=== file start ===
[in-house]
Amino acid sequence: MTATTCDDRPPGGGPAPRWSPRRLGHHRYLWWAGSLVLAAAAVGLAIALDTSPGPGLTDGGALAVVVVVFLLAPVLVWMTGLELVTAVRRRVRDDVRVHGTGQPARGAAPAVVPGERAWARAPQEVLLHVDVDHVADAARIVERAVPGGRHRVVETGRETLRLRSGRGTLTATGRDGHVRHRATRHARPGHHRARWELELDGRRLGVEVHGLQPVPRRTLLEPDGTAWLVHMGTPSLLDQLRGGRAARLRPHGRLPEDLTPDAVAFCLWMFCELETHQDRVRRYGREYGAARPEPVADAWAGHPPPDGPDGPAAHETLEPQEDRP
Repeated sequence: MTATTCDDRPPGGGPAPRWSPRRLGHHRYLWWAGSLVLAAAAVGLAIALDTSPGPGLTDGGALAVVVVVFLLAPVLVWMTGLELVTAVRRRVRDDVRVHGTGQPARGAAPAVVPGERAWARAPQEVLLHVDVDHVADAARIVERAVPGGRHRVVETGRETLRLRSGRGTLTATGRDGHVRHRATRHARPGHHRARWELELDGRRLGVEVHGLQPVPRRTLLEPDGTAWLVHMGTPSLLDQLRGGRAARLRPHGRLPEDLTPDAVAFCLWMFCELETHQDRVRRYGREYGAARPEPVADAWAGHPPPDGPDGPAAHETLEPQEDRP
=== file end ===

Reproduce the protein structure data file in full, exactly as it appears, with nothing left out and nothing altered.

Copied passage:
[in-house]
Amino acid sequence: MTATTCDDRPPGGGPAPRWSPRRLGHHRYLWWAGSLVLAAAAVGLAIALDTSPGPGLTDGGALAVVVVVFLLAPVLVWMTGLELVTAVRRRVRDDVRVHGTGQPARGAAPAVVPGERAWARAPQEVLLHVDVDHVADAARIVERAVPGGRHRVVETGRETLRLRSGRGTLTATGRDGHVRHRATRHARPGHHRARWELELDGRRLGVEVHGLQPVPRRTLLEPDGTAWLVHMGTPSLLDQLRGGRAARLRPHGRLPEDLTPDAVAFCLWMFCELETHQDRVRRYGREYGAARPEPVADAWAGHPPPDGPDGPAAHETLEPQEDRP
Repeated sequence: MTATTCDDRPPGGGPAPRWSPRRLGHHRYLWWAGSLVLAAAAVGLAIALDTSPGPGLTDGGALAVVVVVFLLAPVLVWMTGLELVTAVRRRVRDDVRVHGTGQPARGAAPAVVPGERAWARAPQEVLLHVDVDHVADAARIVERAVPGGRHRVVETGRETLRLRSGRGTLTATGRDGHVRHRATRHARPGHHRARWELELDGRRLGVEVHGLQPVPRRTLLEPDGTAWLVHMGTPSLLDQLRGGRAARLRPHGRLPEDLTPDAVAFCLWMFCELETHQDRVRRYGREYGAARPEPVADAWAGHPPPDGPDGPAAHETLEPQEDRP